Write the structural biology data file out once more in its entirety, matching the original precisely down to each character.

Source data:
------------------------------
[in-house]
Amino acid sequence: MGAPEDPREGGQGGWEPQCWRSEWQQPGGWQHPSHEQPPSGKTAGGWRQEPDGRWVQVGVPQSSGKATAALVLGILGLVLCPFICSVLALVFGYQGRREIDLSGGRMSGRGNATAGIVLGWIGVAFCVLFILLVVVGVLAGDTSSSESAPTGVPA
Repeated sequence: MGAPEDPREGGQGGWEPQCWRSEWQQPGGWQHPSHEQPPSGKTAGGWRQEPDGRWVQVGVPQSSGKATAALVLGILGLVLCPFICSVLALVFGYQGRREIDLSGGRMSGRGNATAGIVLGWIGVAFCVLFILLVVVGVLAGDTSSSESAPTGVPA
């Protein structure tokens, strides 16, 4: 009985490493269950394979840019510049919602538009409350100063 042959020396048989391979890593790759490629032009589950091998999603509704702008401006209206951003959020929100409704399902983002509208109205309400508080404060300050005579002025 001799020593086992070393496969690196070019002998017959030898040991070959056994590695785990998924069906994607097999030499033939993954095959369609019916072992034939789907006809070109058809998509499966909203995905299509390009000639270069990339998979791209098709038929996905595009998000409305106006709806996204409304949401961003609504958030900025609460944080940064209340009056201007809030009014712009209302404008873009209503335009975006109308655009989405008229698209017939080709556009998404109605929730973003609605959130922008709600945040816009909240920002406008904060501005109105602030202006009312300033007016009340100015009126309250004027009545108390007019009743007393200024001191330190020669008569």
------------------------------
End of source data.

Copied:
[in-house]
Amino acid sequence: MGAPEDPREGGQGGWEPQCWRSEWQQPGGWQHPSHEQPPSGKTAGGWRQEPDGRWVQVGVPQSSGKATAALVLGILGLVLCPFICSVLALVFGYQGRREIDLSGGRMSGRGNATAGIVLGWIGVAFCVLFILLVVVGVLAGDTSSSESAPTGVPA
Repeated sequence: MGAPEDPREGGQGGWEPQCWRSEWQQPGGWQHPSHEQPPSGKTAGGWRQEPDGRWVQVGVPQSSGKATAALVLGILGLVLCPFICSVLALVFGYQGRREIDLSGGRMSGRGNATAGIVLGWIGVAFCVLFILLVVVGVLAGDTSSSESAPTGVPA
């Protein structure tokens, strides 16, 4: 009985490493269950394979840019510049919602538009409350100063 042959020396048989391979890593790759490629032009589950091998999603509704702008401006209206951003959020929100409704399902983002509208109205309400508080404060300050005579002025 001799020593086992070393496969690196070019002998017959030898040991070959056994590695785990998924069906994607097999030499033939993954095959369609019916072992034939789907006809070109058809998509499966909203995905299509390009000639270069990339998979791209098709038929996905595009998000409305106006709806996204409304949401961003609504958030900025609460944080940064209340009056201007809030009014712009209302404008873009209503335009975006109308655009989405008229698209017939080709556009998404109605929730973003609605959130922008709600945040816009909240920002406008904060501005109105602030202006009312300033007016009340100015009126309250004027009545108390007019009743007393200024001191330190020669008569």